“We were hoping that might even spur some communication. We didn’t see the reason for a safety cell,” McCarty said.
At his court hearing in San Juan County the next day, Keaton wouldn’t talk to his lawyer or cooperate with deputies. A judge ordered a state psychologist to evaluate Keaton to determine if was competent to assist his lawyer and discouraged Keaton’s mother from posting bail.
The deputies agreed to let Ferrians see her son. Strapped to a restraint chair, Keaton’s bare feet were shackled and his hands were cuffed behind his back. Hair hung in his eyes and his beard was unkempt. She couldn’t see his cheeks and the jail smock hid his weight loss. Keaton raised his head and said, “Hey, Mom.” Ferrians wasn’t allowed to touch her son or even get close.
“The deputies asked him three times if he needed anything. He said, he’d like some water, an apple and some Chicaoji,” a Lopez Island hot sauce, she said.
Keaton started twisting his feet and a deputy told Ferrians to leave. “We love you. We don’t know what you’re going through but we’re here for you,” she said.
Keaton’s lips trembled.
“I left traumatized with the judge’s voice in my head,” Ferrians said. “At that point, I figured we had to let the process work through.”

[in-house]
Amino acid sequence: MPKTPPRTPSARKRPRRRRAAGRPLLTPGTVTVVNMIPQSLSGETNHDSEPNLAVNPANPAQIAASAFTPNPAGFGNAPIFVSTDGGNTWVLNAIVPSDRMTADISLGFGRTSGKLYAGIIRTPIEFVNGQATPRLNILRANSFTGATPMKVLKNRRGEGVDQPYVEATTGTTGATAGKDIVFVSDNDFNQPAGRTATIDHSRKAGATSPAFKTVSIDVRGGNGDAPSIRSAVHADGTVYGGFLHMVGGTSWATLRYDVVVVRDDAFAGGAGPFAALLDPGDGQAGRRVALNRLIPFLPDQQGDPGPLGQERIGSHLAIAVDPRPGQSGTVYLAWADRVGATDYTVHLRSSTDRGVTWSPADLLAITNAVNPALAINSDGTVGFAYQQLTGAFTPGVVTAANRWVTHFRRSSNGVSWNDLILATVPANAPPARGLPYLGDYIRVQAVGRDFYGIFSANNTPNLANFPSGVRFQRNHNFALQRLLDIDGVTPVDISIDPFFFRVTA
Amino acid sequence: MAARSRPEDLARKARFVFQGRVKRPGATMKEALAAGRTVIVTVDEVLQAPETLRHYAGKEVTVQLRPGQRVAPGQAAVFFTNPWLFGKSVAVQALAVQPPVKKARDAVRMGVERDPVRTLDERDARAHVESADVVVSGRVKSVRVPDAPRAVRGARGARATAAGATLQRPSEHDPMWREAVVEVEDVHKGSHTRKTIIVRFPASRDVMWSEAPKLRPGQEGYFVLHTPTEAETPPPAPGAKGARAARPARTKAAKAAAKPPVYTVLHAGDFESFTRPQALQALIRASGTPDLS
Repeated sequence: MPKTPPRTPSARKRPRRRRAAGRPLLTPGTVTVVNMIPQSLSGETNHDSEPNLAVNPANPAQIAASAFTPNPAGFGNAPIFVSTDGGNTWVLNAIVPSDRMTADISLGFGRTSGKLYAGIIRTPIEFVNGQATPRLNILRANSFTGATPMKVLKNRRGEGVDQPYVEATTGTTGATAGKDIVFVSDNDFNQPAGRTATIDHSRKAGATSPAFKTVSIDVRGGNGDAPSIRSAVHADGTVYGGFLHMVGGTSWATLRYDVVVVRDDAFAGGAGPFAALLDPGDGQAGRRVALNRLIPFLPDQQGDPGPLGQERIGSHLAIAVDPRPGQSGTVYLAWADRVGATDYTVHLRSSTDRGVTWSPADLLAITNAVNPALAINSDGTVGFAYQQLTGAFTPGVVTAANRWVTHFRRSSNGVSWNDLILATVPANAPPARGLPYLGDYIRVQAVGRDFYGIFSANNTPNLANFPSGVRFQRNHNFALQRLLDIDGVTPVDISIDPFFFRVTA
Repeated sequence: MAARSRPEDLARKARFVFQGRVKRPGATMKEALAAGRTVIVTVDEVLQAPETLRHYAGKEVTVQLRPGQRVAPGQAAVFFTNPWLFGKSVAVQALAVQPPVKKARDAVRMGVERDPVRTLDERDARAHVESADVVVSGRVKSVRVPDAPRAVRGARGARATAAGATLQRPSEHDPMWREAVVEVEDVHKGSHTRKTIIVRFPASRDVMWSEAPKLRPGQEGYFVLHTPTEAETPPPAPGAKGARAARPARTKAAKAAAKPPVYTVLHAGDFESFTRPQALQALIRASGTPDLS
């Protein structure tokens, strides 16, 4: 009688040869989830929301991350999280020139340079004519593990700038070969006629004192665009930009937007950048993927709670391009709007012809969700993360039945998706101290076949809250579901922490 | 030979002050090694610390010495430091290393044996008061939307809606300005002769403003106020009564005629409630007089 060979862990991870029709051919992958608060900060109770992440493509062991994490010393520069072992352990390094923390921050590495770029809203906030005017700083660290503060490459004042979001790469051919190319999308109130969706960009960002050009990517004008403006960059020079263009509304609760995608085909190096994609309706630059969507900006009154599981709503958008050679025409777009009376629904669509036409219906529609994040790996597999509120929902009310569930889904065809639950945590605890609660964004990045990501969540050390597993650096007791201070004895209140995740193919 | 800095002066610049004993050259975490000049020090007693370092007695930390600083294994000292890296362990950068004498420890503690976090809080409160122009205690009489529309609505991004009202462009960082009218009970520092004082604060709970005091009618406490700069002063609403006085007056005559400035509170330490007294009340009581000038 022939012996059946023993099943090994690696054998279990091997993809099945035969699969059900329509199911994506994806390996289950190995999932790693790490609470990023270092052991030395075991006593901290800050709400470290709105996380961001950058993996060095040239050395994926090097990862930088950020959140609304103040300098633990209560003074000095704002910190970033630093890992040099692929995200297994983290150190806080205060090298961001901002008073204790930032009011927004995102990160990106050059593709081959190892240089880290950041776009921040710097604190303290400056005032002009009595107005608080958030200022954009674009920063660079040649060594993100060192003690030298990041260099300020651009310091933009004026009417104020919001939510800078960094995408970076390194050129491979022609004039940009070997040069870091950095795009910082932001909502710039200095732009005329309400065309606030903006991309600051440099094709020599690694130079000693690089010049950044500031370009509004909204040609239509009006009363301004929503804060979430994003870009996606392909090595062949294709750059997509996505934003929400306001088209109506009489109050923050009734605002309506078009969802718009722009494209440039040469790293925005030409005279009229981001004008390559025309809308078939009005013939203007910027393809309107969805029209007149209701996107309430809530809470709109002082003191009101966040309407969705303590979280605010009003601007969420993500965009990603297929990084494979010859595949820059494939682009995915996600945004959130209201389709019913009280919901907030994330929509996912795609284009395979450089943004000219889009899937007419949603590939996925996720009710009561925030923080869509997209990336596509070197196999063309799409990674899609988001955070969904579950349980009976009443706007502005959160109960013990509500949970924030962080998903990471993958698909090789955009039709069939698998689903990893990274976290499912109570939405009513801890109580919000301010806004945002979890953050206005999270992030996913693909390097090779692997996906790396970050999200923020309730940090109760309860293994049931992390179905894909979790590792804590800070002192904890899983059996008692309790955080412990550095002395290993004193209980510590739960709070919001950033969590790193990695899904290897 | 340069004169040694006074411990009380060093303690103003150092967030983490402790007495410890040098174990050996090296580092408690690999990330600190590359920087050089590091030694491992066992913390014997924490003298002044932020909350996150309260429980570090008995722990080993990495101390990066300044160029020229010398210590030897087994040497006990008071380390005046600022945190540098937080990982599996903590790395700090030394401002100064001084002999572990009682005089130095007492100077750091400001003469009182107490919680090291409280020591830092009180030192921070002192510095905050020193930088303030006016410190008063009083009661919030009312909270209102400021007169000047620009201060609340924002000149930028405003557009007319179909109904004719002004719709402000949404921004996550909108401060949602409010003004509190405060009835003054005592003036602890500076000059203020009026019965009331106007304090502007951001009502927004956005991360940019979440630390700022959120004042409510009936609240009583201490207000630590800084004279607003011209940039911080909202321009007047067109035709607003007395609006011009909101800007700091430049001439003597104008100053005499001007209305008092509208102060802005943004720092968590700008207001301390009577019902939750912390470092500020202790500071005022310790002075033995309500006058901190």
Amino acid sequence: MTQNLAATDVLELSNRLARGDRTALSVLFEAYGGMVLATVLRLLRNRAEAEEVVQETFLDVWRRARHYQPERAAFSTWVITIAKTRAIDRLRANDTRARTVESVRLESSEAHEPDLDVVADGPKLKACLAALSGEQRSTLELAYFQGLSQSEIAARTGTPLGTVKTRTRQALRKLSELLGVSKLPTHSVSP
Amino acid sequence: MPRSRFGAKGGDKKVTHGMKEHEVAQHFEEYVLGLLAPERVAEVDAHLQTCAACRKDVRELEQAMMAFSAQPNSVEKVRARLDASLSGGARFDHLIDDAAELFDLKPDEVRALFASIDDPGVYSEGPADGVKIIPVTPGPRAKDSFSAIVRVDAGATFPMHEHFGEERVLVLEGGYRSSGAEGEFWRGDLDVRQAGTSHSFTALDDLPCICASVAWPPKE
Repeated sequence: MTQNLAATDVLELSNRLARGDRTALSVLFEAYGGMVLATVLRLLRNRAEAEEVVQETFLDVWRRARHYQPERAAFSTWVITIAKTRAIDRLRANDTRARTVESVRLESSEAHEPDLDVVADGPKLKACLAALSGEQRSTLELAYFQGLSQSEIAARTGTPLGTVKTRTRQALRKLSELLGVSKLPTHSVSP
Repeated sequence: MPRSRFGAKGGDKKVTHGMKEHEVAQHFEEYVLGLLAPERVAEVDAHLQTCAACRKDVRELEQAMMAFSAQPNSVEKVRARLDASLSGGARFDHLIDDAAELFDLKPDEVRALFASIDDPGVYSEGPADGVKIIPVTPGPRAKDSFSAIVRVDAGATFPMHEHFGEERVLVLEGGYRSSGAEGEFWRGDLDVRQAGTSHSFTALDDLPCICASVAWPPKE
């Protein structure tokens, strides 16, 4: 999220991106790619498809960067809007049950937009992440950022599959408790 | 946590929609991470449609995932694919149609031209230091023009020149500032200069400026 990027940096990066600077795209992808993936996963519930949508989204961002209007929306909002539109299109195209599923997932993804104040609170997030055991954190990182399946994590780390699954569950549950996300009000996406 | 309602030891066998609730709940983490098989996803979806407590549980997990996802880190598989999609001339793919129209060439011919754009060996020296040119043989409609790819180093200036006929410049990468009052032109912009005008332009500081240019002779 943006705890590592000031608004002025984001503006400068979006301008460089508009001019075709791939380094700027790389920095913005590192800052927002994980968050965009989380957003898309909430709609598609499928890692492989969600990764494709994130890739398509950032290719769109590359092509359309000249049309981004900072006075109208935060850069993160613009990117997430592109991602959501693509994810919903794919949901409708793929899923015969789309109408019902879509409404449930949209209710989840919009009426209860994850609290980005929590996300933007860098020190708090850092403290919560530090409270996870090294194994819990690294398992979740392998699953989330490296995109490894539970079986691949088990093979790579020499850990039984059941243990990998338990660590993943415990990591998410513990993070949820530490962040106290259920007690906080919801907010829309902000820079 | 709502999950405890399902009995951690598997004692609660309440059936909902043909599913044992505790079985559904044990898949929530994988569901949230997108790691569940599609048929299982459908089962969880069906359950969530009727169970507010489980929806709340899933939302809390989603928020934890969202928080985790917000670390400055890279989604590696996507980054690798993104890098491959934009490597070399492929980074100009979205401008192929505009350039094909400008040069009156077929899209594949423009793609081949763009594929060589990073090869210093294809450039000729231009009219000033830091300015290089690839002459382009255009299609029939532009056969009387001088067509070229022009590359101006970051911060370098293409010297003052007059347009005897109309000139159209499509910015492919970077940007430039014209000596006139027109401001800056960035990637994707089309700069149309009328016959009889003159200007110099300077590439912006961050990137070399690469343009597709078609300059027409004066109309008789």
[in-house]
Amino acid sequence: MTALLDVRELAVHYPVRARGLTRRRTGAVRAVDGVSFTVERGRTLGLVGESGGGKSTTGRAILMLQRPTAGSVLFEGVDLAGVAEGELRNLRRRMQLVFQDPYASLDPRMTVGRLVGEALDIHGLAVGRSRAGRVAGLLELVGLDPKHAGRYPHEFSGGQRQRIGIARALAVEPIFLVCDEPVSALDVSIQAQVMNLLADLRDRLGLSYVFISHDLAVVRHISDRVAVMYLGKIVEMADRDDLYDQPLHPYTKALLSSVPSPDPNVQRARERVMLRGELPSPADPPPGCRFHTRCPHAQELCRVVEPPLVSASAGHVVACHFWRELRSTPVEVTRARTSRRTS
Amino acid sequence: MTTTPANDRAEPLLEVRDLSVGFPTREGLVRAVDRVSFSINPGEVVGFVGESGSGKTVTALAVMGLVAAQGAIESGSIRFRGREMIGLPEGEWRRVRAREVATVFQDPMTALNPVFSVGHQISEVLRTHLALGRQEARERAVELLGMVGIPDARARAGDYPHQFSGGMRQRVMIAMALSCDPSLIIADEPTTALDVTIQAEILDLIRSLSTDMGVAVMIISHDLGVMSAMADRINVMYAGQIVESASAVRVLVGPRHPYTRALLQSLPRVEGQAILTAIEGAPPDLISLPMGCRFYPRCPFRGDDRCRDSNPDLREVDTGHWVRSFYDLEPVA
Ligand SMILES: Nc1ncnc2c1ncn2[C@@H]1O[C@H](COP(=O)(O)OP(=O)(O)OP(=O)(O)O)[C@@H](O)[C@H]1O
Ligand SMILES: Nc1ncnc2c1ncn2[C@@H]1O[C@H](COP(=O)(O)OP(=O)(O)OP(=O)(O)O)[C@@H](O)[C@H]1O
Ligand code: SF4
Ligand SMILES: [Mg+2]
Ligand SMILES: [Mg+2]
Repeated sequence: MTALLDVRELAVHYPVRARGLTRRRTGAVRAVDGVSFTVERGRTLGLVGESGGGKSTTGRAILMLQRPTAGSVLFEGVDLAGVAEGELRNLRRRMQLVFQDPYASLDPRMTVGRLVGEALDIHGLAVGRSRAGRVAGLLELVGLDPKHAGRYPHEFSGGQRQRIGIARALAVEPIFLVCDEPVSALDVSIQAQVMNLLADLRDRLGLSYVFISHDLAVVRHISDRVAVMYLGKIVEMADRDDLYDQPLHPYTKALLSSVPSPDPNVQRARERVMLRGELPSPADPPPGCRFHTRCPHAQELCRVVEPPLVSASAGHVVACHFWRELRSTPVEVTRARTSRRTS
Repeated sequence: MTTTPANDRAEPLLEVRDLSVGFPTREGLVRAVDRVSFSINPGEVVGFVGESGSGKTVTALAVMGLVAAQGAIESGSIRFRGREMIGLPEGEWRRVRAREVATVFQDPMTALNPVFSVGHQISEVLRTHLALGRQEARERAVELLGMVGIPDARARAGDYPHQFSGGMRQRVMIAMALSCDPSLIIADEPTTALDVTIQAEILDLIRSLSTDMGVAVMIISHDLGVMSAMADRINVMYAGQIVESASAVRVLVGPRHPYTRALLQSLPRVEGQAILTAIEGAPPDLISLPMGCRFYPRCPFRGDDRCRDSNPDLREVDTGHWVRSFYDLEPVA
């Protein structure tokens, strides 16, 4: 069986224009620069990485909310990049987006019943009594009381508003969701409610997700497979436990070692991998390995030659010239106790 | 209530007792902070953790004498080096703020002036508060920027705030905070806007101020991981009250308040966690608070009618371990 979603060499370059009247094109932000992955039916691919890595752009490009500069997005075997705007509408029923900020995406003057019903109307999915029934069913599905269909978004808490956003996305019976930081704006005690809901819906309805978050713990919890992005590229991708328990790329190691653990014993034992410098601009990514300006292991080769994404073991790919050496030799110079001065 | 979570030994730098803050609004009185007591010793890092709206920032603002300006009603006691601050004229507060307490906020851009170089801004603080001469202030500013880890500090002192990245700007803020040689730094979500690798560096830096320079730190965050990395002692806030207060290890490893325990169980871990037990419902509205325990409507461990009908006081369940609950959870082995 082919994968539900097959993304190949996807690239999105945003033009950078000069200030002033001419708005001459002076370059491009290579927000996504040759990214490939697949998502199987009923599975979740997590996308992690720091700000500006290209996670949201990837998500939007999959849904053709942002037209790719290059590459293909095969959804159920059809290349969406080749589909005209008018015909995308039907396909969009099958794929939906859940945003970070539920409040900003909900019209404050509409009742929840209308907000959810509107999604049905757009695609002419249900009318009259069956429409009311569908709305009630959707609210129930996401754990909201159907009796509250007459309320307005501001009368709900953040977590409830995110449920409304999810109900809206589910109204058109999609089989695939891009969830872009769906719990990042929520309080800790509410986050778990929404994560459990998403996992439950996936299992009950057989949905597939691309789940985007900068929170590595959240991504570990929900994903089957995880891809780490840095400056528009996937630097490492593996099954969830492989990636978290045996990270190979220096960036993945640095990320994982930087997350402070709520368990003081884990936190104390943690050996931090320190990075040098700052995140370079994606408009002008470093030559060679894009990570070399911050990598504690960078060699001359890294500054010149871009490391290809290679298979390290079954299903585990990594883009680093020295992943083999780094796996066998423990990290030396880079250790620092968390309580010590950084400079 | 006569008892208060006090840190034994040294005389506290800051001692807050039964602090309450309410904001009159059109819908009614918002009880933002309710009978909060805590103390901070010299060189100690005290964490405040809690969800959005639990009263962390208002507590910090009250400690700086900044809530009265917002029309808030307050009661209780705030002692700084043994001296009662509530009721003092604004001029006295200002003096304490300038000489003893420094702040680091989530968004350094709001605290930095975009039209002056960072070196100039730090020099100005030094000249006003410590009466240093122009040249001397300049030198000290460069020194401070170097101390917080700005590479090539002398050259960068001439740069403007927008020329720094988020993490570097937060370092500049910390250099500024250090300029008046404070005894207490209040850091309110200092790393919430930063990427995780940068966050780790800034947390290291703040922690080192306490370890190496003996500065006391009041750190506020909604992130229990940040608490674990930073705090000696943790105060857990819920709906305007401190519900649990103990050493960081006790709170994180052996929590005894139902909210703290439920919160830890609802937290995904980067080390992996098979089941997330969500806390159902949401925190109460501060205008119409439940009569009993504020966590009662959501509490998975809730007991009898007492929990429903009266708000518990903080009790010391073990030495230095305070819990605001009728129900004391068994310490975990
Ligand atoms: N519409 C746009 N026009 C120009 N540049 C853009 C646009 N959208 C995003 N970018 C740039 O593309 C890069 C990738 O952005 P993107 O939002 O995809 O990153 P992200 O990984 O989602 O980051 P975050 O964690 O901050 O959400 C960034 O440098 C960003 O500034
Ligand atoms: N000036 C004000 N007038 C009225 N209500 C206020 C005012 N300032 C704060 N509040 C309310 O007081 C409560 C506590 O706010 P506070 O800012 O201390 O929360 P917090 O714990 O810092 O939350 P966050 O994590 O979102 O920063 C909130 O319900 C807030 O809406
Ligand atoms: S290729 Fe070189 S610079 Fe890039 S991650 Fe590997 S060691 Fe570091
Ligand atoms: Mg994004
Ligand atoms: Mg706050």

Fred Farris tried to see his son. He wanted Keaton to sign a medical release form so doctors at Group Health could call the jail and discuss his condition. Farris thought that would help get Keaton his medication. Farris was told that his son was in solitary confinement. He wasn’t a threat to anyone or himself. He wasn’t talking, though.
“I told them if he got his medication, they’d like him,” Farris said. “I think he probably would have been immediately manageable if he’d been given his medication.”
Keaton’s aunt called the jail nine times during the two weeks her nephew was there. “I was told everything was fine, and I would tell his dad ‘everything is fine, no problem,’” Fralic said.
On April 4 corrections officers found Keaton naked on the cell floor pretending to swim in the water he’d splashed out of the toilet. They pulled him out and put him in a warm shower. He refused to come out and ate a bar of soap. Corrections officers moved him to a third cell, closer to their main desk so they could keep an eye on him.
“They did it because he seemed out of sorts, even for him,” McCarty said.
The water was shut off in the cell but corrections officers didn’t initiate safety cell protocols until the following evening. They also filled out a medical request asking the nurse to see Keaton.